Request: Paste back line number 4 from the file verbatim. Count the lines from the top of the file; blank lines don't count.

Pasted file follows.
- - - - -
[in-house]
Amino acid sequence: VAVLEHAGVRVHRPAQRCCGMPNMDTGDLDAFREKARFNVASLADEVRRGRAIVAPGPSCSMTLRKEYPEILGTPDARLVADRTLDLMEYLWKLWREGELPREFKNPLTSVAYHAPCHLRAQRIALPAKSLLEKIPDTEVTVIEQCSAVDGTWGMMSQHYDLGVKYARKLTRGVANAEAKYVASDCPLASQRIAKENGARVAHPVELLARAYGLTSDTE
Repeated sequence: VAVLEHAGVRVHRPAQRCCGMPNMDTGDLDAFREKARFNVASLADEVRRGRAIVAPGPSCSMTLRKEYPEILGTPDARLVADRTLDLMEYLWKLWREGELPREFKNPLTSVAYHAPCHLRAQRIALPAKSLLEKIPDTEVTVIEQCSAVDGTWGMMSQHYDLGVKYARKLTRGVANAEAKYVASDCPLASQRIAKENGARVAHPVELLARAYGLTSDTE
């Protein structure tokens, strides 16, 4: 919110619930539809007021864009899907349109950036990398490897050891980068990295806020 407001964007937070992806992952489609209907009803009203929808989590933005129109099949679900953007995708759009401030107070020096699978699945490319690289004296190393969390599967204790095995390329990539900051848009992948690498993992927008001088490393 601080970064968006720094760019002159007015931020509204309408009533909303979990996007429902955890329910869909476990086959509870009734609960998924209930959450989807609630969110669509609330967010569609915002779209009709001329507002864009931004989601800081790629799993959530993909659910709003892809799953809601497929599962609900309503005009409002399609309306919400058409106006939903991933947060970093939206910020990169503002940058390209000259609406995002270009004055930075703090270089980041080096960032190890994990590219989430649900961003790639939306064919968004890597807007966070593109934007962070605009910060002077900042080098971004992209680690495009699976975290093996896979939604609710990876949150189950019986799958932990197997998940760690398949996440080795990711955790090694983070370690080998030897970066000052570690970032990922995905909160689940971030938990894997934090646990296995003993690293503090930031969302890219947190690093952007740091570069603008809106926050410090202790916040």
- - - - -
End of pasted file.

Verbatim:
């Protein structure tokens, strides 16, 4: 919110619930539809007021864009899907349109950036990398490897050891980068990295806020 407001964007937070992806992952489609209907009803009203929808989590933005129109099949679900953007995708759009401030107070020096699978699945490319690289004296190393969390599967204790095995390329990539900051848009992948690498993992927008001088490393 601080970064968006720094760019002159007015931020509204309408009533909303979990996007429902955890329910869909476990086959509870009734609960998924209930959450989807609630969110669509609330967010569609915002779209009709001329507002864009931004989601800081790629799993959530993909659910709003892809799953809601497929599962609900309503005009409002399609309306919400058409106006939903991933947060970093939206910020990169503002940058390209000259609406995002270009004055930075703090270089980041080096960032190890994990590219989430649900961003790639939306064919968004890597807007966070593109934007962070605009910060002077900042080098971004992209680690495009699976975290093996896979939604609710990876949150189950019986799958932990197997998940760690398949996440080795990711955790090694983070370690080998030897970066000052570690970032990922995905909160689940971030938990894997934090646990296995003993690293503090930031969302890219947190690093952007740091570069603008809106926050410090202790916040």